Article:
Infection Control Practices in PICU

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Infection Control Practices in PICU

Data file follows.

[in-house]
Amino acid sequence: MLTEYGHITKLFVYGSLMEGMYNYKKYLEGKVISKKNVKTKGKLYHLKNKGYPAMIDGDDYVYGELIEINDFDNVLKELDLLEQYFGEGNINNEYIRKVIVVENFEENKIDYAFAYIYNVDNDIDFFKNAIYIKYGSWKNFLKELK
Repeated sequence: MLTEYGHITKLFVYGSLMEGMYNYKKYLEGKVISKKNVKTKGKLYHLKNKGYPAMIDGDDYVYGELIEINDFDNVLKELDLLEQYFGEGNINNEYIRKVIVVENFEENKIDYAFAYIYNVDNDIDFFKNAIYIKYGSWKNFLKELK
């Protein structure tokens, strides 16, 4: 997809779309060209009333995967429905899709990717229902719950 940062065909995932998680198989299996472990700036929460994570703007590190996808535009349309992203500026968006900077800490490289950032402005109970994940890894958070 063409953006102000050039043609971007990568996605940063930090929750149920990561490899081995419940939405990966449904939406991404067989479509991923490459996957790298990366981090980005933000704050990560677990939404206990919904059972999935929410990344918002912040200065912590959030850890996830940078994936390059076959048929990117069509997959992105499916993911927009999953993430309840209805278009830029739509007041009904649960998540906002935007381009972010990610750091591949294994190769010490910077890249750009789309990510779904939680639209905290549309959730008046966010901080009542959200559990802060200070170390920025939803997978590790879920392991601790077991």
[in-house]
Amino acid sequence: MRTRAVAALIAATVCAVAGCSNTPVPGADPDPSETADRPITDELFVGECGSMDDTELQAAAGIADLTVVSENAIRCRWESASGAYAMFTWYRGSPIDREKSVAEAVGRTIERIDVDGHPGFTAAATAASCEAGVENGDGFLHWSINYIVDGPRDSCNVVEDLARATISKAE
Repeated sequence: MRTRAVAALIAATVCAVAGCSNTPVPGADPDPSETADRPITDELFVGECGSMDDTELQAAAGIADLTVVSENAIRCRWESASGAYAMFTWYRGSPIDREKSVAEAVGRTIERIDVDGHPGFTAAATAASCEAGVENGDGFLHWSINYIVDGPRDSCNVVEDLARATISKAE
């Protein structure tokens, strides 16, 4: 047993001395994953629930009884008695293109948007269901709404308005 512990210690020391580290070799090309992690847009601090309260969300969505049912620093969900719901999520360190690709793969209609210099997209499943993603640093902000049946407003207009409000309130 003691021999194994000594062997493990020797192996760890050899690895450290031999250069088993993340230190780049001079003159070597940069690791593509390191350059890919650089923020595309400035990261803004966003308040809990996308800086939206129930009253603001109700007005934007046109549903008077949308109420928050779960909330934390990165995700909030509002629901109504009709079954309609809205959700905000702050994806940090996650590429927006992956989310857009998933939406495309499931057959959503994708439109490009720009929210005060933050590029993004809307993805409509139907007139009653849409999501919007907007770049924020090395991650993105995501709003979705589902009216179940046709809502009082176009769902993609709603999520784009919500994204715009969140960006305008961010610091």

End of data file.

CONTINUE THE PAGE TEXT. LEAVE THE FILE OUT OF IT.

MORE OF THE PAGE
31 Oct, 2:30 PM